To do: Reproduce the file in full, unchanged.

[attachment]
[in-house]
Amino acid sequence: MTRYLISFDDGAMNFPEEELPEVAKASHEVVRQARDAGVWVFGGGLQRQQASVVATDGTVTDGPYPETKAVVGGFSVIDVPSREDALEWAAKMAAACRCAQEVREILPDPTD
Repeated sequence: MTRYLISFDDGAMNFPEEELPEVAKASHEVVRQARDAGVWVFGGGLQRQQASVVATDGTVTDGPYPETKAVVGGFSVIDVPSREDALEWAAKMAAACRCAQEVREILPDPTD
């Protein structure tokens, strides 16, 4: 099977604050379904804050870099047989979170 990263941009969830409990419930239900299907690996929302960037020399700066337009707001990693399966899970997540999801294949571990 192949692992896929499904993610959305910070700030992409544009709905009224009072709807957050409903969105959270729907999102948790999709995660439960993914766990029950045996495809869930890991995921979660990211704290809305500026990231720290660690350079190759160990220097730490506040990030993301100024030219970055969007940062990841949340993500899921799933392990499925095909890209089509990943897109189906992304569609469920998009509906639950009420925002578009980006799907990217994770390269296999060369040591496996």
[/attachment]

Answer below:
[in-house]
Amino acid sequence: MTRYLISFDDGAMNFPEEELPEVAKASHEVVRQARDAGVWVFGGGLQRQQASVVATDGTVTDGPYPETKAVVGGFSVIDVPSREDALEWAAKMAAACRCAQEVREILPDPTD
Repeated sequence: MTRYLISFDDGAMNFPEEELPEVAKASHEVVRQARDAGVWVFGGGLQRQQASVVATDGTVTDGPYPETKAVVGGFSVIDVPSREDALEWAAKMAAACRCAQEVREILPDPTD
């Protein structure tokens, strides 16, 4: 099977604050379904804050870099047989979170 990263941009969830409990419930239900299907690996929302960037020399700066337009707001990693399966899970997540999801294949571990 192949692992896929499904993610959305910070700030992409544009709905009224009072709807957050409903969105959270729907999102948790999709995660439960993914766990029950045996495809869930890991995921979660990211704290809305500026990231720290660690350079190759160990220097730490506040990030993301100024030219970055969007940062990841949340993500899921799933392990499925095909890209089509990943897109189906992304569609469920998009509906639950009420925002578009980006799907990217994770390269296999060369040591496996």